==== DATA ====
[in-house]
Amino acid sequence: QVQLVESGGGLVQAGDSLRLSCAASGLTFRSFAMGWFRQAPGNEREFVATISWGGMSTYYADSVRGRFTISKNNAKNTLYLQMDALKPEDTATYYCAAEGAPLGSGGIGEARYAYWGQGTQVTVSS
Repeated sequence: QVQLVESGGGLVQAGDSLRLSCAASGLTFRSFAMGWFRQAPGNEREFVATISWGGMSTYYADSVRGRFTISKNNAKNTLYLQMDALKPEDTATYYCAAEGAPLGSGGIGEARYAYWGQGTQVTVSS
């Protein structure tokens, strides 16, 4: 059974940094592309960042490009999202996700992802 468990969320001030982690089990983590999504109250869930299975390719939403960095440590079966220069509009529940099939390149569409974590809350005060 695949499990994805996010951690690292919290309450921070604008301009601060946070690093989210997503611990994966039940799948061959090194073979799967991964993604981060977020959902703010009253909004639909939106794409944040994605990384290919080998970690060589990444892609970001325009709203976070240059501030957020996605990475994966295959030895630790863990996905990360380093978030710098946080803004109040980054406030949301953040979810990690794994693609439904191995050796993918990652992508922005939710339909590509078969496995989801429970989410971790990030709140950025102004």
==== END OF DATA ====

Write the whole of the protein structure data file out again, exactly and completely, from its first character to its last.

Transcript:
[in-house]
Amino acid sequence: QVQLVESGGGLVQAGDSLRLSCAASGLTFRSFAMGWFRQAPGNEREFVATISWGGMSTYYADSVRGRFTISKNNAKNTLYLQMDALKPEDTATYYCAAEGAPLGSGGIGEARYAYWGQGTQVTVSS
Repeated sequence: QVQLVESGGGLVQAGDSLRLSCAASGLTFRSFAMGWFRQAPGNEREFVATISWGGMSTYYADSVRGRFTISKNNAKNTLYLQMDALKPEDTATYYCAAEGAPLGSGGIGEARYAYWGQGTQVTVSS
């Protein structure tokens, strides 16, 4: 059974940094592309960042490009999202996700992802 468990969320001030982690089990983590999504109250869930299975390719939403960095440590079966220069509009529940099939390149569409974590809350005060 695949499990994805996010951690690292919290309450921070604008301009601060946070690093989210997503611990994966039940799948061959090194073979799967991964993604981060977020959902703010009253909004639909939106794409944040994605990384290919080998970690060589990444892609970001325009709203976070240059501030957020996605990475994966295959030895630790863990996905990360380093978030710098946080803004109040980054406030949301953040979810990690794994693609439904191995050796993918990652992508922005939710339909590509078969496995989801429970989410971790990030709140950025102004």